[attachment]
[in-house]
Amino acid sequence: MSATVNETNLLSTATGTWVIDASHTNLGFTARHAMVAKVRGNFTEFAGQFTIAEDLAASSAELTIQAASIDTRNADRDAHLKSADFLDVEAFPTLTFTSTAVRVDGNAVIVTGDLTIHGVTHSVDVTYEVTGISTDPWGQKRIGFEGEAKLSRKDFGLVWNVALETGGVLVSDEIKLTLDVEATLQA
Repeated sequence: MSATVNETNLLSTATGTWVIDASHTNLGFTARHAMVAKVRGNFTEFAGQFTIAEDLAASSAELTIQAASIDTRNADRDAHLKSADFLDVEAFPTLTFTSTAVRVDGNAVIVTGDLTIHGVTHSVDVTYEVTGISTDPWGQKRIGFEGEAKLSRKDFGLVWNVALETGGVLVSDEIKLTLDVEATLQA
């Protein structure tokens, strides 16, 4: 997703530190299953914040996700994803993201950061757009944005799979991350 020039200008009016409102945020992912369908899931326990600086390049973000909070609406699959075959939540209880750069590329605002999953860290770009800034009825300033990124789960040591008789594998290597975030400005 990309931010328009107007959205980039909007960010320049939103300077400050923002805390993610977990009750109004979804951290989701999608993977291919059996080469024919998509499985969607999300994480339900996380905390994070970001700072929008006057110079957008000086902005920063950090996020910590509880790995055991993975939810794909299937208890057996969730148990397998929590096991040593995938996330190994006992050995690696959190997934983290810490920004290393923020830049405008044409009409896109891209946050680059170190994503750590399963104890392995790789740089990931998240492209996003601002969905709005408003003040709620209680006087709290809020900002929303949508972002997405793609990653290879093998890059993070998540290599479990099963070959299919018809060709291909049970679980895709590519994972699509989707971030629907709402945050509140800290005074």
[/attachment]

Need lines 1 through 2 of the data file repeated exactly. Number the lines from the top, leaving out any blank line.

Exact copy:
[in-house]
Amino acid sequence: MSATVNETNLLSTATGTWVIDASHTNLGFTARHAMVAKVRGNFTEFAGQFTIAEDLAASSAELTIQAASIDTRNADRDAHLKSADFLDVEAFPTLTFTSTAVRVDGNAVIVTGDLTIHGVTHSVDVTYEVTGISTDPWGQKRIGFEGEAKLSRKDFGLVWNVALETGGVLVSDEIKLTLDVEATLQA